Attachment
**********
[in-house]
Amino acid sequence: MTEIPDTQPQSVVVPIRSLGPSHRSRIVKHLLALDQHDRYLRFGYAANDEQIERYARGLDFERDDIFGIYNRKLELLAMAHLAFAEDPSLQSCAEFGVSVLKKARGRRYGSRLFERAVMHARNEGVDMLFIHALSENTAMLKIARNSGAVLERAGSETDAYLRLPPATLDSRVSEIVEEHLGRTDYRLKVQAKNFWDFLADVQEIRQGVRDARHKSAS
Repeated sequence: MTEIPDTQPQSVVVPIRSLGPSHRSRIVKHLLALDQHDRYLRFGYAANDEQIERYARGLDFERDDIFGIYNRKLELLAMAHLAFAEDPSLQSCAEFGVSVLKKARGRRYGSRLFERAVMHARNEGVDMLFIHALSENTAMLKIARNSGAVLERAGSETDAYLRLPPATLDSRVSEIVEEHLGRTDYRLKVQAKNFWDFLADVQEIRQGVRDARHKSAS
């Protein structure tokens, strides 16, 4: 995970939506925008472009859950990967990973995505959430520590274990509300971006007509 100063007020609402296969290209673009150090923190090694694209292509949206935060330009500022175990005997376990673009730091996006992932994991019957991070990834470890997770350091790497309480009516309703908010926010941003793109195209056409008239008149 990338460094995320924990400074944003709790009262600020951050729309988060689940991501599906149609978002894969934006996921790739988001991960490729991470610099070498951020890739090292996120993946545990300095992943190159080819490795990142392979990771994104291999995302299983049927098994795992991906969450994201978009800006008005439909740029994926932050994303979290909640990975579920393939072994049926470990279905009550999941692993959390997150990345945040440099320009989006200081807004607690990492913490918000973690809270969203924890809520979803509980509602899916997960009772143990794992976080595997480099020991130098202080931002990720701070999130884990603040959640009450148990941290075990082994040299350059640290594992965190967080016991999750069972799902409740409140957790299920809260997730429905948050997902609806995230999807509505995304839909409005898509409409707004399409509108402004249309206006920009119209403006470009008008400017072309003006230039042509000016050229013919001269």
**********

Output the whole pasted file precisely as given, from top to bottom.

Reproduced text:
[in-house]
Amino acid sequence: MTEIPDTQPQSVVVPIRSLGPSHRSRIVKHLLALDQHDRYLRFGYAANDEQIERYARGLDFERDDIFGIYNRKLELLAMAHLAFAEDPSLQSCAEFGVSVLKKARGRRYGSRLFERAVMHARNEGVDMLFIHALSENTAMLKIARNSGAVLERAGSETDAYLRLPPATLDSRVSEIVEEHLGRTDYRLKVQAKNFWDFLADVQEIRQGVRDARHKSAS
Repeated sequence: MTEIPDTQPQSVVVPIRSLGPSHRSRIVKHLLALDQHDRYLRFGYAANDEQIERYARGLDFERDDIFGIYNRKLELLAMAHLAFAEDPSLQSCAEFGVSVLKKARGRRYGSRLFERAVMHARNEGVDMLFIHALSENTAMLKIARNSGAVLERAGSETDAYLRLPPATLDSRVSEIVEEHLGRTDYRLKVQAKNFWDFLADVQEIRQGVRDARHKSAS
């Protein structure tokens, strides 16, 4: 995970939506925008472009859950990967990973995505959430520590274990509300971006007509 100063007020609402296969290209673009150090923190090694694209292509949206935060330009500022175990005997376990673009730091996006992932994991019957991070990834470890997770350091790497309480009516309703908010926010941003793109195209056409008239008149 990338460094995320924990400074944003709790009262600020951050729309988060689940991501599906149609978002894969934006996921790739988001991960490729991470610099070498951020890739090292996120993946545990300095992943190159080819490795990142392979990771994104291999995302299983049927098994795992991906969450994201978009800006008005439909740029994926932050994303979290909640990975579920393939072994049926470990279905009550999941692993959390997150990345945040440099320009989006200081807004607690990492913490918000973690809270969203924890809520979803509980509602899916997960009772143990794992976080595997480099020991130098202080931002990720701070999130884990603040959640009450148990941290075990082994040299350059640290594992965190967080016991999750069972799902409740409140957790299920809260997730429905948050997902609806995230999807509505995304839909409005898509409409707004399409509108402004249309206006920009119209403006470009008008400017072309003006230039042509000016050229013919001269």